Ransome 2009

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Ransome, Joyce. "'Voluntary Anglicanism': The Contribution of Little Gidding." The Seventeenth Century 24.1 (2013): 52-73.

LG's "web of friendship" left memorial remnants: Francis Turner's biography, "other memories of LG as a 'religious society'" (52)

Turner's biography circulated in manuscript, "particularly, after 1689, among Nonjurors, several of whom copied extracts of it which have survived where the complete biography has perished" (52) -- Nonjurors like Thomas Ken, Robert Nelson; and people like Edward Fowler and John Mapletoft "who were prepared to reach out to Nonconformists" (53)

"a reconstruc- tion of the networks that connected such men to each other and provided contacts through which information about Gidding could flow suggests a significant link between the voluntarism of Little Gidding and these later developments among ‘voluntary Anglicans’. indeed the lasting significance of Little Gidding lies more in the survival and ongoing influence of its remem- bered example than in any immediate influence it exerted in the Church of England of Ferrar’s day." (54)

voluntarism baked into LG's way of life

after NF's death, John Ferrar in 1650s compiled biographical materials for "Historian," probably Barnabas Oley

"A 1655 set of ‘Directions’, a framework for arranging the material, directed that Ferrar’s life should be divided into eight chron- ological sections, within each of which the appropriate details were to be

placed. 10 The ‘Directions’ would appear to be the work of the ‘Historian’ rather than John himself because they advised the recipient, probably John with the help of his sister susanna and niece Mary, that by ‘rubbing up your memory’s & by Conference together’ they could supply the historian with material appropriate to each of the sections. A postscript, evidently John’s response, then rehearsed how well qualified the ‘Historian’ was for the task ‘because you so well know all [tha]t happened in [th]e time after my mothers Death here at Gidding [May/June 1634], by your often & frequent good company that we were so happy then to enjoy.’" (54)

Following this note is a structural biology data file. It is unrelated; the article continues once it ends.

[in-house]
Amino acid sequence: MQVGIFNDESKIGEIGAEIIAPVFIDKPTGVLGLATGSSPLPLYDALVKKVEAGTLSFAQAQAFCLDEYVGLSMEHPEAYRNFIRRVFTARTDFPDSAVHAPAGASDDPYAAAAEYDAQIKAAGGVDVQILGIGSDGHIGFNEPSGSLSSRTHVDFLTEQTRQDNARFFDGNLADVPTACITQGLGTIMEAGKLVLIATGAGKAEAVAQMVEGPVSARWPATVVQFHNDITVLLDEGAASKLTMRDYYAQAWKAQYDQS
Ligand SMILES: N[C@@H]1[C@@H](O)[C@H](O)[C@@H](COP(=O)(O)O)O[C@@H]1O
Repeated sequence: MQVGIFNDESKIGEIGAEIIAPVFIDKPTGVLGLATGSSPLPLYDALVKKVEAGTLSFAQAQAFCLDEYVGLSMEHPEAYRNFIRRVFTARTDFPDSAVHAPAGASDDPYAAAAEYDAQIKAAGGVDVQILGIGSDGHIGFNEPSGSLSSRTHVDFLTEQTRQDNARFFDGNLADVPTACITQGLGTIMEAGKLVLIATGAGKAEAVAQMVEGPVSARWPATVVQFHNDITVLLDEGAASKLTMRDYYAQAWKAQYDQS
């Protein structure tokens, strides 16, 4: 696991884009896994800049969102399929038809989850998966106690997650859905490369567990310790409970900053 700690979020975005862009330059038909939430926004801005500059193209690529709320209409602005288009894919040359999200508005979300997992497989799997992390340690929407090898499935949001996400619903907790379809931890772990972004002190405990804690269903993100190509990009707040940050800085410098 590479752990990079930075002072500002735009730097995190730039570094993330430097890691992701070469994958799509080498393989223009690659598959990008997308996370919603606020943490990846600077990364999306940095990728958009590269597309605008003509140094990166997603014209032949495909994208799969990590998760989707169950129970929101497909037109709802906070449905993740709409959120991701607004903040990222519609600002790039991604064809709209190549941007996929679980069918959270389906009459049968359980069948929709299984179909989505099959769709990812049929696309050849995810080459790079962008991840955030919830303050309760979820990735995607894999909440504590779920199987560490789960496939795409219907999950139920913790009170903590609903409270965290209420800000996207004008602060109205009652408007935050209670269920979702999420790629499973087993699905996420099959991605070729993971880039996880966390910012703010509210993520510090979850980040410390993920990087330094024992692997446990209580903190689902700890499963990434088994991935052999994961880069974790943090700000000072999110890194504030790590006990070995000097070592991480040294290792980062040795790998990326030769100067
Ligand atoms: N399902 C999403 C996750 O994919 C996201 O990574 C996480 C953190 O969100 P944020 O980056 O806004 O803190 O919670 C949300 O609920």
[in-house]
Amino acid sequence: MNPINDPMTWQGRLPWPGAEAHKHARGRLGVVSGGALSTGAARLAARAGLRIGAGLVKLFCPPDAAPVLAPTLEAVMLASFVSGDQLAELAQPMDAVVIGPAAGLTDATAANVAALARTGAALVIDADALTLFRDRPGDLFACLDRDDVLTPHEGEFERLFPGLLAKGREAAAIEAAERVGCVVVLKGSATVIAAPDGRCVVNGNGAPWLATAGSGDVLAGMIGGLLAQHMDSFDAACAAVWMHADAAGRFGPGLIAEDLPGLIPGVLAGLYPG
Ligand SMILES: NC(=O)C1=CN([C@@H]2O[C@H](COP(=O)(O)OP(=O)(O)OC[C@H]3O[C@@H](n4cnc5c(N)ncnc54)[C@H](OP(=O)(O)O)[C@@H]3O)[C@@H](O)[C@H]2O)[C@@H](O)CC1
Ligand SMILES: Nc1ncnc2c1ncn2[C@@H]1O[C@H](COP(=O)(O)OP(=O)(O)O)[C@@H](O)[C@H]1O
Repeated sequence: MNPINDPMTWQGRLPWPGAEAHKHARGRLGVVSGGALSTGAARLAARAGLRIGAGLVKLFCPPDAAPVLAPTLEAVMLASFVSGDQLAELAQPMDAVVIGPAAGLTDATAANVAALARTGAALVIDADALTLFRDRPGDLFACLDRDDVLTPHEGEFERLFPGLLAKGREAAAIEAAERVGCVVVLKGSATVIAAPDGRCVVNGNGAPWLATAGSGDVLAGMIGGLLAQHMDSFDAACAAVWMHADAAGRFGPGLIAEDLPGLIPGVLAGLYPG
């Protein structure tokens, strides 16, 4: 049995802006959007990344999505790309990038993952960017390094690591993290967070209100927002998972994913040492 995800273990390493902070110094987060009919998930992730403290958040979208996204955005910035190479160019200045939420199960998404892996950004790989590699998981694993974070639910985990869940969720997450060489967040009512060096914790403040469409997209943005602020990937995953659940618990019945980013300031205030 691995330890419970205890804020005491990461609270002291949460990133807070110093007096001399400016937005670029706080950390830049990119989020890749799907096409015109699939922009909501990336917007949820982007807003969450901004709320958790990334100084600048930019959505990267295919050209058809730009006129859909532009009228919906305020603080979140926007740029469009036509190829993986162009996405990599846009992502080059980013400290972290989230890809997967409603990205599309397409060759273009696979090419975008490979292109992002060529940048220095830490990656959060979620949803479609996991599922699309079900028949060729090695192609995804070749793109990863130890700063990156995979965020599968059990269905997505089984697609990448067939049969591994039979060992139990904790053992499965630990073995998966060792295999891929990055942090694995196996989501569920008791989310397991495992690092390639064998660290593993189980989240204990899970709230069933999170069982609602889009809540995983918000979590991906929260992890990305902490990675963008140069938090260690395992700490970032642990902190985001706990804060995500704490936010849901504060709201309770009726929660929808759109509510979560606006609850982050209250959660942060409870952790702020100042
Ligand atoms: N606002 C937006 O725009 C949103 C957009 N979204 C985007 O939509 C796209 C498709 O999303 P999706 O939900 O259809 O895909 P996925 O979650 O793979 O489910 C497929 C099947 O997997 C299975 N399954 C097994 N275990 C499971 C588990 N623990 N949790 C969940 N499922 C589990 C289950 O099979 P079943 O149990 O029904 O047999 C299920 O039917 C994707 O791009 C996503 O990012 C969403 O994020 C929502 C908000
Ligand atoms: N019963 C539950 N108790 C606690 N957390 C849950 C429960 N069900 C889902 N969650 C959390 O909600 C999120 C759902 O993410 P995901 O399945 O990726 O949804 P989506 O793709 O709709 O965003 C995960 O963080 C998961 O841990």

"Whilst Oley never completed a formal biography of Ferrar, 13 he maintained, more importantly for the subse- quent influence of Little Gidding, contacts that eventually produced a new historian to complete the task.

Among those contacts was Mary Collet Ferrar, Nicholas and John’s eldest niece, whose significant part in preserving the story of Gidding deserves more general recognition. 14 After her uncle John had died in 1657 his son John Ferrar Jr. had inherited Gidding, and, at the instigation of his wife and her brother-in-law the Reverend Basil Berridge, had more or less forced Mary to leave Gidding. 15 she had moved to Highgate to live with her brother Thomas and took with her papers and books that were hers, often books she had herself bound." (55) -- see letters FP1284, 1285, 1306, 1320

"Her will stands as evidence of those contacts and of her importance as a channel for preserving and transmitting those memories. 18 Oley received a mourning ring worth £1 as did Oley’s former pupil at Clare, Peter Gunning. Whether Gunning had actually visited Gidding in the 1630s is not certain though her gift suggests it as a reasonable possibility, particularly since Gunning did contribute, along with Oley and Richard Crashaw, a lauda- tory poem to the preface of Ferrar’s Hygiasticon." (55)

"Joseph Beaumont, a Fellow and later Master of Peterhouse, also had Ferrar connections. He was a friend not only of Richard Crashaw, a frequent visitor to Gidding in the 1630s and one who spoke of Mary Collet Ferrar as his ‘mother’, but also of her much younger brother Ferrar Collet, also of Peterhouse. 20 Given Mary Ferrar’s affectionate remembrance that Crashaw relayed to Beaumont in his 1644 letter, her bequest to Beaumont of a £1 ring is not surprising. in the 1650s he also supplied John Ferrar with some ‘verses on silkworms’, perhaps to bolster John’s promotional efforts for Virginia." (55-6)

"in the 1655 ‘Directions’ to Ferrar’s biographer, there appears as a marginal note the enigmatic comment ‘NB. His Observa[ci]ons abroad were especially of a regular & religis monasterys [sic]. y[i]s designe was ever in his Mind’. 27 yet the surviving Turner transcripts, in their accounts of Ferrar’s time on the Continent, make virtually no reference to monas- teries whilst devoting considerable attention to Ferrar’s valiant resistance to Catholic attempts to convert him. Why did Turner ignore monasteries and stress antipopery?" (56-7)

plan to use Ferrar's biography in 1680s as weapon against Whig attacks on popish biships, bolster Tories

Thurscross, efforts to persuade Worthington to untdertake publishing Ferrar papers

John Mapletoft -- Susanna Collet's son, raised at Little Gidding from 1635-1643

later become active member of Society for Promoting Christian Knowledget (SPCK)